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Sicko: The Sequel
By Gloria Diaz
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Fort Wayne Reader
I confess—in the past I’ve complained about people who don’t dress well for winter; who bitch about it being miserable here from December through March—but now, I’ve joined your ranks. I’m sick of winter and can’t wait for it to be over. What’s caused my change of mind? Pneumonia.
It started with what I thought was a stubborn cold. I had the worst chills I’d ever had in my life. Brief physical exertion would have me exploding into an instant sweat. After a week, I asked one of my bosses if he could give me shorter routes for the next few days. He gave me that “you should be well by now” look, and asked me what I meant by “shorter routes.” I tried to explain what I meant. Anyway, I went to the doctor and was given medicine that seemed to put me in a coma. I reluctantly went into work after a three-day weekend of sleeping and not feeling any better.
That night, my chest started hurting. I asked to be taken off the schedule for a week, because I was still sick. After sleeping all day Tuesday, I woke up at quarter to 10 with chest pains on my left side. I pondered my choices: take some Tylenol P.M. and go back to sleep, call my brother, or call Robert. I dismissed the Tylenol idea, because if I was having a heart attack, I didn’t want to fall asleep and then die. Calling my brother was out, because I felt like I’d be in for a half-hour of questioning before getting a guarantee of a ride to the E.R. So it had to be Robert. Luckily, he was just getting off work and didn’t ask any questions when I asked him to take me to the emergency room. The weather was lousy, and it took an hour and a half to get there.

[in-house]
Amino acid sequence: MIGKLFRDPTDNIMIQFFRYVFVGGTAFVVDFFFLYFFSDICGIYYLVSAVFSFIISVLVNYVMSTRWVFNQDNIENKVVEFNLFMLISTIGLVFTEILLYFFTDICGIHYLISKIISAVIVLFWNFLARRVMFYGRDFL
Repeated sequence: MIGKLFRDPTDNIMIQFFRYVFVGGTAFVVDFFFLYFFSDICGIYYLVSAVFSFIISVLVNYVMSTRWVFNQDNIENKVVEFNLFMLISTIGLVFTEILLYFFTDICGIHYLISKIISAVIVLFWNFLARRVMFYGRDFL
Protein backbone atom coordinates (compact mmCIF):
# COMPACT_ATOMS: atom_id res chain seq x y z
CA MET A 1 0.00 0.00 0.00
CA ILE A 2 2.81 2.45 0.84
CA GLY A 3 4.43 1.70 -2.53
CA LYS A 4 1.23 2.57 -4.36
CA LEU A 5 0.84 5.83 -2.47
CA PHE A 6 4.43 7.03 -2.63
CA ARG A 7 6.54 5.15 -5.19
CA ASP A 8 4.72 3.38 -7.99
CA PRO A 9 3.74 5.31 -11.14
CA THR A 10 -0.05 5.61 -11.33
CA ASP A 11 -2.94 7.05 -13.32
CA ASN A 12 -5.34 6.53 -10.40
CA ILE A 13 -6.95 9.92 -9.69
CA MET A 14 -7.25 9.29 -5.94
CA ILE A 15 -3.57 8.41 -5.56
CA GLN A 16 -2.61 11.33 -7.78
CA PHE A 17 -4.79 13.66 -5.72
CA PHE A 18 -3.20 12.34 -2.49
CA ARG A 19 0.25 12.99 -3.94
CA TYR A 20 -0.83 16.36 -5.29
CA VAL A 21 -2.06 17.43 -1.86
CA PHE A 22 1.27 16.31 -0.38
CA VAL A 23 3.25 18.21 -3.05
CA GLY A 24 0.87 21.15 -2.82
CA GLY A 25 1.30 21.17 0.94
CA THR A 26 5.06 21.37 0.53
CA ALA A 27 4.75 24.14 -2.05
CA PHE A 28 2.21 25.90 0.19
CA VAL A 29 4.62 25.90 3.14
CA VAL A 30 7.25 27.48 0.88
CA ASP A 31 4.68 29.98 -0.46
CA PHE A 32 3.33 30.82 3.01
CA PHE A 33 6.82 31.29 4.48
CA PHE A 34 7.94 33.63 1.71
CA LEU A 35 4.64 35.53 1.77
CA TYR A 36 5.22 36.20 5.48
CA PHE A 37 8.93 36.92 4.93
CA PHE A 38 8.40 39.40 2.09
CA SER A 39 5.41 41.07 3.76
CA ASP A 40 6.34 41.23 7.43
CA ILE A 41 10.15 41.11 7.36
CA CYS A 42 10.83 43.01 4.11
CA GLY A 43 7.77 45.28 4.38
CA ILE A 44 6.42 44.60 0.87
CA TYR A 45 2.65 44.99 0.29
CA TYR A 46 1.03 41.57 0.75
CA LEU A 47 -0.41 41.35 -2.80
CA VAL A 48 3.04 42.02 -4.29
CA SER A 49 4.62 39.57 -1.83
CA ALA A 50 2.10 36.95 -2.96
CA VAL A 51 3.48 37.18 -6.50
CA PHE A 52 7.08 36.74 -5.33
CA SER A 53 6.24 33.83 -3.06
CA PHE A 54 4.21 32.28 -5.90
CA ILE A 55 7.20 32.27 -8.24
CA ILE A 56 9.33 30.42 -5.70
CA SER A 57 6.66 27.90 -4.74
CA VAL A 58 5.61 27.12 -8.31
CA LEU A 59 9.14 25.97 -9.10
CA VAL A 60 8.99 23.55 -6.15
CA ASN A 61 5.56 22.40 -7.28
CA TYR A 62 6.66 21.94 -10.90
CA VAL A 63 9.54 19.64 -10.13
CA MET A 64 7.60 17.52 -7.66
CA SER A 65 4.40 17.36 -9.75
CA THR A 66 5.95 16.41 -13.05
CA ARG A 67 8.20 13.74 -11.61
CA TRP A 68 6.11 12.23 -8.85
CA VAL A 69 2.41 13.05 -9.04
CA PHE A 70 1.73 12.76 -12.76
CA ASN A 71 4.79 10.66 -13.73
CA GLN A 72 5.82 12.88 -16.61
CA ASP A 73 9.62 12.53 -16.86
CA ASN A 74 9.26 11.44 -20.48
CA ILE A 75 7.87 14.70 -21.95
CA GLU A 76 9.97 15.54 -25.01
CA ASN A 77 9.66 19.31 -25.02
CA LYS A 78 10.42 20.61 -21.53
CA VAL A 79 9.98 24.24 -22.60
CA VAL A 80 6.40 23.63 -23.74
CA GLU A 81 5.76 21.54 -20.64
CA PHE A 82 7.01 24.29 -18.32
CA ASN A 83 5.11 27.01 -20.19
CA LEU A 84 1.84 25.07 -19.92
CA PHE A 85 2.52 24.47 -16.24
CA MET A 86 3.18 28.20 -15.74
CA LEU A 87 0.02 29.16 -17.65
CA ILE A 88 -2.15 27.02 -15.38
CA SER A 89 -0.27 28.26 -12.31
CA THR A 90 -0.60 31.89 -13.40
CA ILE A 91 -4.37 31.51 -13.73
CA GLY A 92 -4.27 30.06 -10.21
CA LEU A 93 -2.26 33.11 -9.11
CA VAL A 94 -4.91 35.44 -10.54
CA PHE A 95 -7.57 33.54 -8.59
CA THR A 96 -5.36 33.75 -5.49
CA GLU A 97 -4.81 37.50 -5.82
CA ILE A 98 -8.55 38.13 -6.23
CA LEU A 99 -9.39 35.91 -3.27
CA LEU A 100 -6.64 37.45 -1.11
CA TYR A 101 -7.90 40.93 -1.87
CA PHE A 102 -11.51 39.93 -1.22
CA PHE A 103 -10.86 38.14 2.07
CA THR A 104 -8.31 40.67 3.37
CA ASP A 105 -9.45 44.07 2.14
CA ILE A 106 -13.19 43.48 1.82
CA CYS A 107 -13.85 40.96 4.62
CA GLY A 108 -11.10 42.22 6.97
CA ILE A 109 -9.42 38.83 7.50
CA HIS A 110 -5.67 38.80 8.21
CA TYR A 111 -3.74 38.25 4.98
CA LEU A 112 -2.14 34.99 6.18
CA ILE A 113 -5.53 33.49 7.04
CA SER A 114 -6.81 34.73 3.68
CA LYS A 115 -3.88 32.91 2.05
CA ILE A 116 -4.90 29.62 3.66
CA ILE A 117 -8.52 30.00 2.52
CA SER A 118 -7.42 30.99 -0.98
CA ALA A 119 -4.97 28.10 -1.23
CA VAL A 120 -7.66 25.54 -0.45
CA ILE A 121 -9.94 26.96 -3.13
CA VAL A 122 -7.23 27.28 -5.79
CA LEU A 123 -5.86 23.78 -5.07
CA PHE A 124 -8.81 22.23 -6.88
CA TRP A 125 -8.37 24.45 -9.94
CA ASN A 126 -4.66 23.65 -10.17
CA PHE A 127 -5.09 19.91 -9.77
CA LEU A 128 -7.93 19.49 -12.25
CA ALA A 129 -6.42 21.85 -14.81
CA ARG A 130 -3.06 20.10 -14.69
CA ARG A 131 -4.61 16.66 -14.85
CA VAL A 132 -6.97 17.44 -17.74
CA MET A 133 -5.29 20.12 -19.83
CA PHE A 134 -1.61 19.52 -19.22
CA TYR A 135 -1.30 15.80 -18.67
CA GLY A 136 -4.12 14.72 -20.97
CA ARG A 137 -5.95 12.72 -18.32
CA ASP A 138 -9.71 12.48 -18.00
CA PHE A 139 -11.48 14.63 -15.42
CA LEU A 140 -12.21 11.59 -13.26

It wasn’t quite standing room only, but it was close. After checking in, we were entertained by watching some moron direct someone into a parking space. We were convinced there would be another E.R. patient, as the guy was in front of the car, and the vehicle kept creeping forward. Robert said the only reason the guy wasn’t getting run over is because he had the “force field of stupidity” surrounding him. That’s when you do something incredibly dangerous, yet you don’t get hurt, because, well…you know.
Having been a veteran of several emergency room visits with my parents, I fully expected to languish in the waiting room for several hours. After only a couple hours, I was assigned a cubicle. Things seemed to happen every hour after that. Pain meds, then a chest x-ray, then a blood draw, then a CAT scan. Everything else was okay; it was the big glob of crap in my left lung that was causing the problem.
I did get meds that are doing the job. But the weather wasn’t helping me any. Not that it should have mattered; I didn’t leave the house for days after my diagnosis. But waking up to gray skies and 20 degrees every day made me thankful I was too sick to go out. I spent a lot of time in bed sleeping, reading and trying not to worry about my health.
In a way, I felt embarrassed and guilty. How could I have let myself get so sick? I prided myself on more than ten years of being flu-less. If I had a cold, it was usually mild and I could get on with my life with only a few extra pills to take to dry up my runny nose. Not this time, though. Neither one of the over the counter medicines I took made a dent, but come to think of it, the stuff my first doctor described didn’t do anything either. He did say it would get worse before it got better, so he was right about that.
One other thing: as I was being registered, the woman asked me if I wanted a copy of the HIPAA form. I waved it away; having collected several leaflets from my parents’ visits to the E.R. Besides, added Robert, it’s all going to be in my column anyway.
Minus the phlegm, which incidentally, was a brownish yellow color. I left out the phlegm, because that’s just too much information.